Skin cancer

Vitamin D


Chronic overexposure to UV radiation (particularly UVB) can also result in immunosuppression, with UVB-induced DNA damage a major trigger.[16][17] Immunosuppression increases carcinogenicity of UV radiation through modulation of the immune response.[18]

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Skin damage and ageing

UV overexposure contributes to degenerative ageing of the skin, which results in wrinkling, and loss of skin tone and elasticity.[19] UVA and UVB radiation produce high concentrations of reactive oxygen species (ROS), which result in changes in dermal connective tissues (collagen degradation etc.).[19]

The majority of the visible signs of ageing are the result of damage to the skin caused by UV exposure.[13] It is believed that as much as 80% of premature facial ageing - such as wrinkles and fine lines - is due to sun exposure. Other factors like cigarette smoking further contribute to premature facial wrinkling.[20]

The positive association between self-reported lifetime sun exposure and skin damage (hyperpigmentation) and ageing (wrinkling) is particularly strong for young people.[21]

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  1. 1.0 1.1 1.2 1.3 1.4 1.5 1.6 International Agency for Research on Cancer. Solar and ultraviolet radiation. Vol. 100D. Lyon, France: International Agency for Research on Cancer; 2012.
  2. 2.0 2.1 Gies P, Roy C, Javorniczky J, Henderson S, Lemus-Deschamps L, Driscoll C. Global Solar UV Index: Australian measurements, forecasts and comparison with the UK. Photochem Photobiol 2004 Jan;79(1):32-9 [Abstract available at http://www.ncbi.nlm.nih.gov/pubmed/14974713].
  3. Robertson DF. Solar ultraviolet radiation in relation to human sunburn and skin cancer. Brisbane, Australia: University of Queensland; 1972.
  4. Blumthaler M, Webb AR, Seckmeyer G, Bais AF, Huber M, Mayer B. Simultaneous spectroradiometry: A study of solar UV irradiance at two altitudes. Geophysical Research Letters 1994;21(25): 2805-8.
  5. Sliney DH. Physical factors in cataractogenesis: ambient ultraviolet radiation and temperature. Invest Ophthalmol Vis Sci 1986 May;27(5):781-90 [Abstract available at http://www.ncbi.nlm.nih.gov/pubmed/3700027].
  6. McKenzie RL, Kotkamp M, Ireland W. Upwelling UV spectral irradiances and surface albedo measurements at Lauder, New Zealand. Geophys Res Lett 1996;23(14): 1761-4.
  7. Urbach F. Ultraviolet radiation and skin cancer in man. Prev Med 1980 Mar;9(2):227-30 [Abstract available at http://www.ncbi.nlm.nih.gov/pubmed/7383989].
  8. Gies P, Javorniczky J, Henderson S, McLennan A, Roy C, Lock J, et al. UVR emissions from solaria in Australia and implications for the regulation process. Photochem Photobiol 2011 Jan;87(1):184-90 [Abstract available at http://www.ncbi.nlm.nih.gov/pubmed/21091485].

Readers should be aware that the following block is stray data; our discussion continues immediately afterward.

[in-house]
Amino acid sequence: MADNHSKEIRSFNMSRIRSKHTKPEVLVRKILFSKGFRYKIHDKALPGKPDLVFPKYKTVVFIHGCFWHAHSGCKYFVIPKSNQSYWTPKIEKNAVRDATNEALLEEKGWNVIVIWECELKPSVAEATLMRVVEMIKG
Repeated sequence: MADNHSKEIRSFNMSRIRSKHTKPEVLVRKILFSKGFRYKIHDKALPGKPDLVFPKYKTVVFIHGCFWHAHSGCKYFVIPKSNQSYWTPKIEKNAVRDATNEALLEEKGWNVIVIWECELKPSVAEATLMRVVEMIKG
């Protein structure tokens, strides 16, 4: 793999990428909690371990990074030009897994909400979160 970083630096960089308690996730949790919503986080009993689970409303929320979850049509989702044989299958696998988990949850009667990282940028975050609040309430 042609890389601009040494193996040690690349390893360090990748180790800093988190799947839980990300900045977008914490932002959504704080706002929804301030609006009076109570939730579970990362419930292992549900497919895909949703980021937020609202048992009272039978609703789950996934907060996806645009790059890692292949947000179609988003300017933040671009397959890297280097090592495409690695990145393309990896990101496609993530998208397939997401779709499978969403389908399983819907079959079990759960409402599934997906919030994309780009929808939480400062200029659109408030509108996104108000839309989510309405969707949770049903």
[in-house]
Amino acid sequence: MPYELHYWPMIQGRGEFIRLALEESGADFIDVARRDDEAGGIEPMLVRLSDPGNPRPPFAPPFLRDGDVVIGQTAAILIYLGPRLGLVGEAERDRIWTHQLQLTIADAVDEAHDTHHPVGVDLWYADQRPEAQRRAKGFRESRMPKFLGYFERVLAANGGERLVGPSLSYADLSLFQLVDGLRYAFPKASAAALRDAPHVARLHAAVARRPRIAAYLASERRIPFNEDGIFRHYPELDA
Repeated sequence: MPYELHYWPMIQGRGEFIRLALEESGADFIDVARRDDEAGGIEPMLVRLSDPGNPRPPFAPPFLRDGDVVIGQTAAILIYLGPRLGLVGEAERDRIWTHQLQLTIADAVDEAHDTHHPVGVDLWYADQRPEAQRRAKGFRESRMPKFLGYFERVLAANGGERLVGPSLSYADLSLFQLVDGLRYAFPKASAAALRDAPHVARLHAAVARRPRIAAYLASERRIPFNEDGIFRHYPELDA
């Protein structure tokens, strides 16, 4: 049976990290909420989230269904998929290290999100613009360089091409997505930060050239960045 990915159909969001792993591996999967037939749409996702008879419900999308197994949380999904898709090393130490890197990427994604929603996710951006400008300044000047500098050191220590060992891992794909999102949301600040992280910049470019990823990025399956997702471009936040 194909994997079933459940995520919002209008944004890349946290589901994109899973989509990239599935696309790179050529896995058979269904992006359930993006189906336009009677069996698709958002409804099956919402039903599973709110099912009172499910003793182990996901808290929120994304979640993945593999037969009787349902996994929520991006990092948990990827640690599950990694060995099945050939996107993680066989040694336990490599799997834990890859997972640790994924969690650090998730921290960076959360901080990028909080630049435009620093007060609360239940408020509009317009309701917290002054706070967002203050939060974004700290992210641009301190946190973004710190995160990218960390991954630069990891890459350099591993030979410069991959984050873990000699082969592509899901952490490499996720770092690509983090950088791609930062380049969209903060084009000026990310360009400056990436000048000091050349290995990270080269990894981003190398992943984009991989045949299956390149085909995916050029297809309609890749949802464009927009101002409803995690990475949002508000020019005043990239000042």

9. 9.0 9.1 El Ghissassi F, Baan R, Straif K, Grosse Y, Secretan B, Bouvard V, et al. A review of human carcinogens--part D: radiation. Lancet Oncol 2009 Aug;10(8):751-2 [Abstract available at http://www.ncbi.nlm.nih.gov/pubmed/19655431].
  10. Roy CR, Gies HP. Ultraviolet radiation protection methods. Radiat Prot Dosim 2000;91(1-3): Pg 239-45.
  11. Safe Work Australia. Guide on Exposure to Solar Ultraviolet Radiation (UVR). Canberra Australia; 2013.
  12. 12.0 12.1 Australian Radiation Protection and Nuclear Safety Agency. Radiation protection standard for occupational exposure to ultraviolet radiation. Yallambie, Australia; 2006 Dec Available from: http://www.arpansa.gov.au/publications/codes/rps12.cfm.
  13. 13.0 13.1 Leyden J. What is photoaged skin? Eur J Dermatol 2001 Mar;11(2):165-7 [Abstract available at http://www.ncbi.nlm.nih.gov/pubmed/11275821].
  14. Allinson S, Asmuss M, Baldermann C, Bentzen J, Buller D, Gerber N, et al. Validity and use of the UV index: report from the UVI working group, Schloss Hohenkammer, Germany, 5-7 December 2011. Health Phys 2012 Sep;103(3):301-6 [Abstract available at http://www.ncbi.nlm.nih.gov/pubmed/22850235].
  15. Gies P. Capital city maximum UV levels by month. Melbourne, Australia: Australian Radiation Protection and Nuclear Safety Agency; 2013.
  16. Schwarz T. Mechanisms of UV-induced immunosuppression. Keio J Med 2005 Dec;54(4):165-71 [Abstract available at http://www.ncbi.nlm.nih.gov/pubmed/16452825].
  17. Damian DL, Matthews YJ, Phan TA, Halliday GM. An action spectrum for ultraviolet radiation-induced immunosuppression in humans. Br J Dermatol 2011 Mar;164(3):657-9 [Abstract available at http://www.ncbi.nlm.nih.gov/pubmed/21375518].
  18. Matsumura Y, Ananthaswamy HN. Toxic effects of ultraviolet radiation on the skin. Toxicol Appl Pharmacol 2004 Mar 15;195(3):298-308 [Abstract available at http://www.ncbi.nlm.nih.gov/pubmed/15020192].
  19. 19.0 19.1 Scharffetter-Kochanek K, Brenneisen P, Wenk J, Herrmann G, Ma W, Kuhr L, et al. Photoaging of the skin from phenotype to mechanisms. Exp Gerontol 2000 May;35(3):307-16 [Abstract available at http://www.ncbi.nlm.nih.gov/pubmed/10832052].
  20. Uitto J. Understanding premature skin aging. N Engl J Med 1997 Nov 13;337(20):1463-5 [Abstract available at http://www.ncbi.nlm.nih.gov/pubmed/9358147].
  21. Kimlin MG, Guo Y. Assessing the impacts of lifetime sun exposure on skin damage and skin aging using a non-invasive method. Sci Total Environ 2012 May 15;425:35-41 [Abstract available at http://www.ncbi.nlm.nih.gov/pubmed/22459885].